Knowing our church body, it’s tempting to dig into Numbers 33 and the significance that camping played in the developing nation of Israel. As fascinating as that might be – I’d prefer to aim at a few thoughts from the readings this week in Luke 4 – 7.
I find that Jesus’ mission, words and actions – and His effect on the people he encountered – captivate me. It is interesting to me that Jesus describes his purpose a little differently than how we might typically define it. Luke 4:18-19 records these words from Isaiah:
“The Spirit of the Lord is on me, because he has anointed me to preach good news to the poor. He has sent me to proclaim freedom for the prisoners and recovery of sight for the blind, to release the oppressed, to proclaim the year of the Lord’s favor.”
For much of my life I’ve reduced Jesus’ words to a spiritual sense rather than the context in which he speaks. What impact these words must have had on the poor, the prisoner, the blind, and the oppressed. I’m certain these words have spiritual implications – but as I read the chapters that follow – he really brings good news to real people suffering in poverty, injustice, disease and disability, and oppression for hundreds of years by outside polities.
The kingdom of God is Good News for marginalized people who are powerless – whose dreams are suppressed by their various circumstances. Jesus is the restorer of kingdom dreams! He restores a man from Capernaum tormented by an evil spirit. He restores Simon’s mother-in-law who is suffering from a fever – a much more life threatening condition in Jesus’ day. As a result of these acts, people are brought to him and he continues to heal, release, and proclaim his good news!
The kingdom of God is Good News for a group of fishermen. Luke 5:1-11 has great significance – it’s an amazing fishing story. It makes me wonder how I would react if Jesus went for a boat ride with me and we caught more fish than we could handle alone…I wonder if Peter and the rest considered making Jesus their business partner? Instead, Jesus calls them to come into his business – and “So they pulled their boats up on the shore, left everything and followed him.” Following Jesus is counter-intuitive. Following Jesus is counter-culture. Following Jesus resists common sense. Following Jesus restores dreams and restores purpose and restores hope.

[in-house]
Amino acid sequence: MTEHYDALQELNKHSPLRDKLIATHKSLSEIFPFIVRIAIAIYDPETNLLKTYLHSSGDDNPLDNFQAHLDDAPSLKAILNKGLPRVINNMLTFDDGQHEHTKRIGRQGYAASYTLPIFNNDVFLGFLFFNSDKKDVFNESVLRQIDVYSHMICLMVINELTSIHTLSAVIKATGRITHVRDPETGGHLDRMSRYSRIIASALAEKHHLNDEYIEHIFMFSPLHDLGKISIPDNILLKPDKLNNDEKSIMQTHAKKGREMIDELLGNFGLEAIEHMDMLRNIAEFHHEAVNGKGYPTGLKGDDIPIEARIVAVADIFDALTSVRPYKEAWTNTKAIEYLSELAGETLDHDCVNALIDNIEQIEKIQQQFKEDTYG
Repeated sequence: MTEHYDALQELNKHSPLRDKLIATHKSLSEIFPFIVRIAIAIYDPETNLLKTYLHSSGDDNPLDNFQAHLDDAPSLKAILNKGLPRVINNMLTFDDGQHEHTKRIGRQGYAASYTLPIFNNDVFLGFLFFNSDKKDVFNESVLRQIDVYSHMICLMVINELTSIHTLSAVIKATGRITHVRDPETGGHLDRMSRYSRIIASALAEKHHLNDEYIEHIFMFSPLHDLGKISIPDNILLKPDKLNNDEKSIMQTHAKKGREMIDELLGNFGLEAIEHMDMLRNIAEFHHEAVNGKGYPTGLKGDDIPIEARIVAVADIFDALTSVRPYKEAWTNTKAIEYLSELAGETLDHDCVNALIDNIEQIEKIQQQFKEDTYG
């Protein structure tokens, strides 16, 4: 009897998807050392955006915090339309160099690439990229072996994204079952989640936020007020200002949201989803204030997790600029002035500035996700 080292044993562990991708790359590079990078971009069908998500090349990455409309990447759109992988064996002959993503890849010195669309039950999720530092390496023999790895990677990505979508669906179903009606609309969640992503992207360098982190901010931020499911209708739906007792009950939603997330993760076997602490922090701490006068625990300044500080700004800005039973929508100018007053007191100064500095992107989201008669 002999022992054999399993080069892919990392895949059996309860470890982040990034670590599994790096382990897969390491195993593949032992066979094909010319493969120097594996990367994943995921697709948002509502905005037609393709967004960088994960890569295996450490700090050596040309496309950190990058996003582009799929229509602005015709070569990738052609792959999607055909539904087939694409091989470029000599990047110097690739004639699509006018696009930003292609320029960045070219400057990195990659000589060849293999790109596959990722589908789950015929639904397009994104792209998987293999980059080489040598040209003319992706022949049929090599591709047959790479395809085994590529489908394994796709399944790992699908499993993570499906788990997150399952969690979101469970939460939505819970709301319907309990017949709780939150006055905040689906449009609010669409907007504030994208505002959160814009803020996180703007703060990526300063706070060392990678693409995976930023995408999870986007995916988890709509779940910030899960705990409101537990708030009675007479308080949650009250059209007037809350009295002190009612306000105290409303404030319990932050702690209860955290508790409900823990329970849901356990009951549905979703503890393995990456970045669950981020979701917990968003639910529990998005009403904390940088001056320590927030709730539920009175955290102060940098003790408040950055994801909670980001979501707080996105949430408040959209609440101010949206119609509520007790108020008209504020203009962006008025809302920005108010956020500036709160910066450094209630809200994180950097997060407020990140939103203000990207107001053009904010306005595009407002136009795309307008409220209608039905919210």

These chapters in Luke are so rich in showing the way of Jesus – the way of the disciple. What does it mean to be a Christian? Simply put – it means to follow Jesus – completely. He heals – but even more, he touches the leper. He heals – spiritually as well as physically because of the faith of friends who bring their broken friend to Jesus despite the obstacles. He restores Levi, oppressed by his own shame – and gives him a new purpose and calling.
There is so much more to Jesus – and I’m left asking, “Am I more like those he called or those who opposed him? Do I care about who he cared about?” The kingdom life is so much more than the “personal relationship” and a future oriented faith. It is our relationship with Him now that calls us into a radical way of life. It is a call to follow Jesus – to do what he does, touch who he touches, think what he thinks, act how he acts, love who and how he does, give comfort as he has…
I have so far to go. I’m so immature in my following of Jesus. I’ve not arrived…but the process is the point. I’m to follow, and in following I will be changed from the inside out. After all, “A student is not above (their) teacher, but everyone who is fully trained will be like (their) teacher (6:40).”
So as I read through Jesus’ proclaimed mission to the suffering and impoverished (in so many ways) and the opposition he faced by the religious leaders – I’m left to ask, “Where am I in Jesus’ story? Who am I following? Who’s my teacher?” I suppose it’s easy to see, really – “Each tree is recognized by its own fruit (6:44).” I’m so thankful that Jesus heals and restores – I, too, need the Lord’s favor!
Posted on Thu, March 24, 2011
by Steve Pringle